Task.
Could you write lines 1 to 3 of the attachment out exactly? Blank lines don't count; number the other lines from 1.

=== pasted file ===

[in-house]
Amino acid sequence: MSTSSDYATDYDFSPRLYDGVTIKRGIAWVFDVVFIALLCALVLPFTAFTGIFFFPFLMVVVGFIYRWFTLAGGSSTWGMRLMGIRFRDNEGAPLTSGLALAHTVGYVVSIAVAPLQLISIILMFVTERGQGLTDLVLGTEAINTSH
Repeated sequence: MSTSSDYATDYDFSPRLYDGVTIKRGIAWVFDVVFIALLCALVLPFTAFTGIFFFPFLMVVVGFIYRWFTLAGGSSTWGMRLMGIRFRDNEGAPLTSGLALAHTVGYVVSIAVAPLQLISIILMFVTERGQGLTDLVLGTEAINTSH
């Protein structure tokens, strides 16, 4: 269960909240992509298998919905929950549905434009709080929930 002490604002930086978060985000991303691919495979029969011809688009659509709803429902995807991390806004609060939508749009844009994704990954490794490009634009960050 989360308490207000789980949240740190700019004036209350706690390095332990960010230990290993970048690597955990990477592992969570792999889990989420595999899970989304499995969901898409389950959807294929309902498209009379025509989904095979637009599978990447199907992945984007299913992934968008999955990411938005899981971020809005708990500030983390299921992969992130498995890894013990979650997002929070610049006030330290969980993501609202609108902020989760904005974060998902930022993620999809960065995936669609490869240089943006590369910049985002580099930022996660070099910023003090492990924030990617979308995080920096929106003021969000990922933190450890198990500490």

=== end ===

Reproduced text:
[in-house]
Amino acid sequence: MSTSSDYATDYDFSPRLYDGVTIKRGIAWVFDVVFIALLCALVLPFTAFTGIFFFPFLMVVVGFIYRWFTLAGGSSTWGMRLMGIRFRDNEGAPLTSGLALAHTVGYVVSIAVAPLQLISIILMFVTERGQGLTDLVLGTEAINTSH
Repeated sequence: MSTSSDYATDYDFSPRLYDGVTIKRGIAWVFDVVFIALLCALVLPFTAFTGIFFFPFLMVVVGFIYRWFTLAGGSSTWGMRLMGIRFRDNEGAPLTSGLALAHTVGYVVSIAVAPLQLISIILMFVTERGQGLTDLVLGTEAINTSH